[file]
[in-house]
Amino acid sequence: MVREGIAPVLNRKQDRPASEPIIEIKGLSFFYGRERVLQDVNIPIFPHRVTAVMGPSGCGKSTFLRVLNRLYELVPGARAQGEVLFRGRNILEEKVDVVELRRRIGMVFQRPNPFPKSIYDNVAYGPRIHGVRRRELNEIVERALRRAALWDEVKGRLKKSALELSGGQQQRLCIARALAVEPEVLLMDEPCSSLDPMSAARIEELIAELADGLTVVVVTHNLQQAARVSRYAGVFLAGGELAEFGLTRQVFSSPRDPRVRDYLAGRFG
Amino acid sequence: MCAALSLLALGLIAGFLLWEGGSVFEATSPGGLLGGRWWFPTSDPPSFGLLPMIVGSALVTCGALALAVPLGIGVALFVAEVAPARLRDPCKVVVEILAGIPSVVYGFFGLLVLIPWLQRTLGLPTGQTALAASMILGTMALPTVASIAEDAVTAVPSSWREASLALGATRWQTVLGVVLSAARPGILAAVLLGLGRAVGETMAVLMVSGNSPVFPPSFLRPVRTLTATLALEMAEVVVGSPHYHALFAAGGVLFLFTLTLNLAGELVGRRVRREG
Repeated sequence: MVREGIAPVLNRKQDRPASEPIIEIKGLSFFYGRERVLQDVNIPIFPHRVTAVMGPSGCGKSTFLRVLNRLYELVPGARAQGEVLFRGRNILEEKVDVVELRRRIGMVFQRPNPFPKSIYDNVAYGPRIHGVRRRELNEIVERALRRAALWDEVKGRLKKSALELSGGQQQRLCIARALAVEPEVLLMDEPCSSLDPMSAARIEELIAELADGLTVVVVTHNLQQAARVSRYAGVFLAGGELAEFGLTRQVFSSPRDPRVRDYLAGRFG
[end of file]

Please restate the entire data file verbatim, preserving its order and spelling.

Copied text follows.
[in-house]
Amino acid sequence: MVREGIAPVLNRKQDRPASEPIIEIKGLSFFYGRERVLQDVNIPIFPHRVTAVMGPSGCGKSTFLRVLNRLYELVPGARAQGEVLFRGRNILEEKVDVVELRRRIGMVFQRPNPFPKSIYDNVAYGPRIHGVRRRELNEIVERALRRAALWDEVKGRLKKSALELSGGQQQRLCIARALAVEPEVLLMDEPCSSLDPMSAARIEELIAELADGLTVVVVTHNLQQAARVSRYAGVFLAGGELAEFGLTRQVFSSPRDPRVRDYLAGRFG
Amino acid sequence: MCAALSLLALGLIAGFLLWEGGSVFEATSPGGLLGGRWWFPTSDPPSFGLLPMIVGSALVTCGALALAVPLGIGVALFVAEVAPARLRDPCKVVVEILAGIPSVVYGFFGLLVLIPWLQRTLGLPTGQTALAASMILGTMALPTVASIAEDAVTAVPSSWREASLALGATRWQTVLGVVLSAARPGILAAVLLGLGRAVGETMAVLMVSGNSPVFPPSFLRPVRTLTATLALEMAEVVVGSPHYHALFAAGGVLFLFTLTLNLAGELVGRRVRREG
Repeated sequence: MVREGIAPVLNRKQDRPASEPIIEIKGLSFFYGRERVLQDVNIPIFPHRVTAVMGPSGCGKSTFLRVLNRLYELVPGARAQGEVLFRGRNILEEKVDVVELRRRIGMVFQRPNPFPKSIYDNVAYGPRIHGVRRRELNEIVERALRRAALWDEVKGRLKKSALELSGGQQQRLCIARALAVEPEVLLMDEPCSSLDPMSAARIEELIAELADGLTVVVVTHNLQQAARVSRYAGVFLAGGELAEFGLTRQVFSSPRDPRVRDYLAGRFG